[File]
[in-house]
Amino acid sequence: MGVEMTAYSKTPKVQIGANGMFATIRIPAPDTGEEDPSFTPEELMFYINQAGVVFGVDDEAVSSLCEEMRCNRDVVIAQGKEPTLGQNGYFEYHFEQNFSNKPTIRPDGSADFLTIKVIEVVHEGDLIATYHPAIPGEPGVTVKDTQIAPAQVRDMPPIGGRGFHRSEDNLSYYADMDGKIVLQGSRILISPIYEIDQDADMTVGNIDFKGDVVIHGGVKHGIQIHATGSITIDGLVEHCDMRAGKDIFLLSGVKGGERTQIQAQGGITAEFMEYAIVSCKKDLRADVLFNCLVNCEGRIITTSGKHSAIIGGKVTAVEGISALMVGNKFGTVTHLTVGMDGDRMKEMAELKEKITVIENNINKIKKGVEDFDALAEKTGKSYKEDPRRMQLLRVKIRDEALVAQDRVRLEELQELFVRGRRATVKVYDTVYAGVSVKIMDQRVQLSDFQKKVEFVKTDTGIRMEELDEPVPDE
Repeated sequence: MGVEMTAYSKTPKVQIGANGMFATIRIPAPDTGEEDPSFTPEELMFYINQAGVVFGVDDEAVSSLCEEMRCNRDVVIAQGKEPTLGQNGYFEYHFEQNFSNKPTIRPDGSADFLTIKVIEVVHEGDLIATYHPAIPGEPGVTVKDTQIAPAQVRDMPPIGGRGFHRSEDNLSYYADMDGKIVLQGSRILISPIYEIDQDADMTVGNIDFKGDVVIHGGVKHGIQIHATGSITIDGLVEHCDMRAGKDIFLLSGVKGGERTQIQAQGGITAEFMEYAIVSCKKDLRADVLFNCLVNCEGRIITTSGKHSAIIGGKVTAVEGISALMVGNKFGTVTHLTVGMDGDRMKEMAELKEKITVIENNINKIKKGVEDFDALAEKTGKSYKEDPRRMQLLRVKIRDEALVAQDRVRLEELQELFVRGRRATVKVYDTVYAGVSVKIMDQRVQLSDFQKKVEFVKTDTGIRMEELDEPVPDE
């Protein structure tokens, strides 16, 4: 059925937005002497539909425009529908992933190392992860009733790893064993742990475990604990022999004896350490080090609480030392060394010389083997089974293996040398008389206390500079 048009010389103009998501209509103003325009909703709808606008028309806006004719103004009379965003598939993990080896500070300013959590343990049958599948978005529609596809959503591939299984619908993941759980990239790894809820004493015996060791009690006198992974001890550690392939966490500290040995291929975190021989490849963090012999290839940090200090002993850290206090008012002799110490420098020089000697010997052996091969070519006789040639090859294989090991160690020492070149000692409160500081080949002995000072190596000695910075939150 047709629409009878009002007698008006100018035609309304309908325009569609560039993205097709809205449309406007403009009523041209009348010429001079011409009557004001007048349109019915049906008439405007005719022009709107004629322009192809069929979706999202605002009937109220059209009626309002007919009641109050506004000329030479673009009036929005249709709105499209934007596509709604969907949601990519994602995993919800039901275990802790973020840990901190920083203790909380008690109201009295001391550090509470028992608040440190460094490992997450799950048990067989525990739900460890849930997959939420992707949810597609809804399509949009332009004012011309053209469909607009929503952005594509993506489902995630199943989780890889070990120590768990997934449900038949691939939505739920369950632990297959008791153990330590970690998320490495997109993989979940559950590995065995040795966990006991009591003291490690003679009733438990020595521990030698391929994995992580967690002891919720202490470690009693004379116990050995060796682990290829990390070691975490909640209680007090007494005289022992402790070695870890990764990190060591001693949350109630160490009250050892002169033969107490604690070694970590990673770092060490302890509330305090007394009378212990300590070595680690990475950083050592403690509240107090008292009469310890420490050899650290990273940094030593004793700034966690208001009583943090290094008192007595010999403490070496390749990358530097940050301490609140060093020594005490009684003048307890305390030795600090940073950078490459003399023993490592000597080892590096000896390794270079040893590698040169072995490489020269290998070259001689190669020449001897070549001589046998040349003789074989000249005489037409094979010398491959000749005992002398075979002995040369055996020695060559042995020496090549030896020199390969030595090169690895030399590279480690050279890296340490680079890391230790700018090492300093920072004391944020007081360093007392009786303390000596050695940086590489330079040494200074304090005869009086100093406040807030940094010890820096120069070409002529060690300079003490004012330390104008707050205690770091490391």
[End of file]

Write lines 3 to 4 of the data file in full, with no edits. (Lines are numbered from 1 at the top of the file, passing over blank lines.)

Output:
Repeated sequence: MGVEMTAYSKTPKVQIGANGMFATIRIPAPDTGEEDPSFTPEELMFYINQAGVVFGVDDEAVSSLCEEMRCNRDVVIAQGKEPTLGQNGYFEYHFEQNFSNKPTIRPDGSADFLTIKVIEVVHEGDLIATYHPAIPGEPGVTVKDTQIAPAQVRDMPPIGGRGFHRSEDNLSYYADMDGKIVLQGSRILISPIYEIDQDADMTVGNIDFKGDVVIHGGVKHGIQIHATGSITIDGLVEHCDMRAGKDIFLLSGVKGGERTQIQAQGGITAEFMEYAIVSCKKDLRADVLFNCLVNCEGRIITTSGKHSAIIGGKVTAVEGISALMVGNKFGTVTHLTVGMDGDRMKEMAELKEKITVIENNINKIKKGVEDFDALAEKTGKSYKEDPRRMQLLRVKIRDEALVAQDRVRLEELQELFVRGRRATVKVYDTVYAGVSVKIMDQRVQLSDFQKKVEFVKTDTGIRMEELDEPVPDE
């Protein structure tokens, strides 16, 4: 059925937005002497539909425009529908992933190392992860009733790893064993742990475990604990022999004896350490080090609480030392060394010389083997089974293996040398008389206390500079 048009010389103009998501209509103003325009909703709808606008028309806006004719103004009379965003598939993990080896500070300013959590343990049958599948978005529609596809959503591939299984619908993941759980990239790894809820004493015996060791009690006198992974001890550690392939966490500290040995291929975190021989490849963090012999290839940090200090002993850290206090008012002799110490420098020089000697010997052996091969070519006789040639090859294989090991160690020492070149000692409160500081080949002995000072190596000695910075939150 047709629409009878009002007698008006100018035609309304309908325009569609560039993205097709809205449309406007403009009523041209009348010429001079011409009557004001007048349109019915049906008439405007005719022009709107004629322009192809069929979706999202605002009937109220059209009626309002007919009641109050506004000329030479673009009036929005249709709105499209934007596509709604969907949601990519994602995993919800039901275990802790973020840990901190920083203790909380008690109201009295001391550090509470028992608040440190460094490992997450799950048990067989525990739900460890849930997959939420992707949810597609809804399509949009332009004012011309053209469909607009929503952005594509993506489902995630199943989780890889070990120590768990997934449900038949691939939505739920369950632990297959008791153990330590970690998320490495997109993989979940559950590995065995040795966990006991009591003291490690003679009733438990020595521990030698391929994995992580967690002891919720202490470690009693004379116990050995060796682990290829990390070691975490909640209680007090007494005289022992402790070695870890990764990190060591001693949350109630160490009250050892002169033969107490604690070694970590990673770092060490302890509330305090007394009378212990300590070595680690990475950083050592403690509240107090008292009469310890420490050899650290990273940094030593004793700034966690208001009583943090290094008192007595010999403490070496390749990358530097940050301490609140060093020594005490009684003048307890305390030795600090940073950078490459003399023993490592000597080892590096000896390794270079040893590698040169072995490489020269290998070259001689190669020449001897070549001589046998040349003789074989000249005489037409094979010398491959000749005992002398075979002995040369055996020695060559042995020496090549030896020199390969030595090169690895030399590279480690050279890296340490680079890391230790700018090492300093920072004391944020007081360093007392009786303390000596050695940086590489330079040494200074304090005869009086100093406040807030940094010890820096120069070409002529060690300079003490004012330390104008707050205690770091490391």